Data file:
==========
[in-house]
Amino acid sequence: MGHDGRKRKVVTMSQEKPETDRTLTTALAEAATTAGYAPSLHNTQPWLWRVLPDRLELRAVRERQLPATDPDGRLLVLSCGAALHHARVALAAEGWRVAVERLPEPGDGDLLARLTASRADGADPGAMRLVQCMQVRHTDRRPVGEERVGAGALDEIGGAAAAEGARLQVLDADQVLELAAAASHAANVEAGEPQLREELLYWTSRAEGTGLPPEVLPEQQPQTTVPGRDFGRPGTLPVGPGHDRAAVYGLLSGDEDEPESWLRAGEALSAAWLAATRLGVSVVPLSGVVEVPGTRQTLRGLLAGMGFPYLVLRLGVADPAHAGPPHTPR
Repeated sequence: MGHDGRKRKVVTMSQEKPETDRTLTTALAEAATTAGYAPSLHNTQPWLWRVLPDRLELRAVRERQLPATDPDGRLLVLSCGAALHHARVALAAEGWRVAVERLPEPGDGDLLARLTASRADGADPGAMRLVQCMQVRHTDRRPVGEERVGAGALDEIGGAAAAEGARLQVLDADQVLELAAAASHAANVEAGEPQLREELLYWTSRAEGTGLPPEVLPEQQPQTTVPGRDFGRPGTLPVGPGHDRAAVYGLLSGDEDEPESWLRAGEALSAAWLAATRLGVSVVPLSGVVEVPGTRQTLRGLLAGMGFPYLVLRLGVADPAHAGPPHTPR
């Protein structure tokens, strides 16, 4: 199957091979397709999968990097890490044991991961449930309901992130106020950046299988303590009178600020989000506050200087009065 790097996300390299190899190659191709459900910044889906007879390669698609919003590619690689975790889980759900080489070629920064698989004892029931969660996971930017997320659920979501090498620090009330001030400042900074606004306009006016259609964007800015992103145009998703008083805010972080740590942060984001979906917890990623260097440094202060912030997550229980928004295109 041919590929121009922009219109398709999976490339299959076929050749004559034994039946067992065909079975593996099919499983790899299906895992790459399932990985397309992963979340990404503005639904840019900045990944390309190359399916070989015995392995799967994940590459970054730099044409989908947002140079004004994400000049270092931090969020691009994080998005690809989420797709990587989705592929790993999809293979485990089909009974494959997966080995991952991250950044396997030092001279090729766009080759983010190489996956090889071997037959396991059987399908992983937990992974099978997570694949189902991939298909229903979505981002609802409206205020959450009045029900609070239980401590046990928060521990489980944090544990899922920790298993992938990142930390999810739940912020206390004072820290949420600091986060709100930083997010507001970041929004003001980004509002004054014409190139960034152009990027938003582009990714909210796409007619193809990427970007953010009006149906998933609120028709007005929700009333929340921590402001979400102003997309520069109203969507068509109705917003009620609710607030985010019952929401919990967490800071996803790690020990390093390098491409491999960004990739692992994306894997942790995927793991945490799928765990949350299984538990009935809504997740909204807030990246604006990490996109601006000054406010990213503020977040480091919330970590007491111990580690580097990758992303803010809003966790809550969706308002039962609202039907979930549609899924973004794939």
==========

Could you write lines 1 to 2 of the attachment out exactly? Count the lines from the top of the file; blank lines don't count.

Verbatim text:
[in-house]
Amino acid sequence: MGHDGRKRKVVTMSQEKPETDRTLTTALAEAATTAGYAPSLHNTQPWLWRVLPDRLELRAVRERQLPATDPDGRLLVLSCGAALHHARVALAAEGWRVAVERLPEPGDGDLLARLTASRADGADPGAMRLVQCMQVRHTDRRPVGEERVGAGALDEIGGAAAAEGARLQVLDADQVLELAAAASHAANVEAGEPQLREELLYWTSRAEGTGLPPEVLPEQQPQTTVPGRDFGRPGTLPVGPGHDRAAVYGLLSGDEDEPESWLRAGEALSAAWLAATRLGVSVVPLSGVVEVPGTRQTLRGLLAGMGFPYLVLRLGVADPAHAGPPHTPR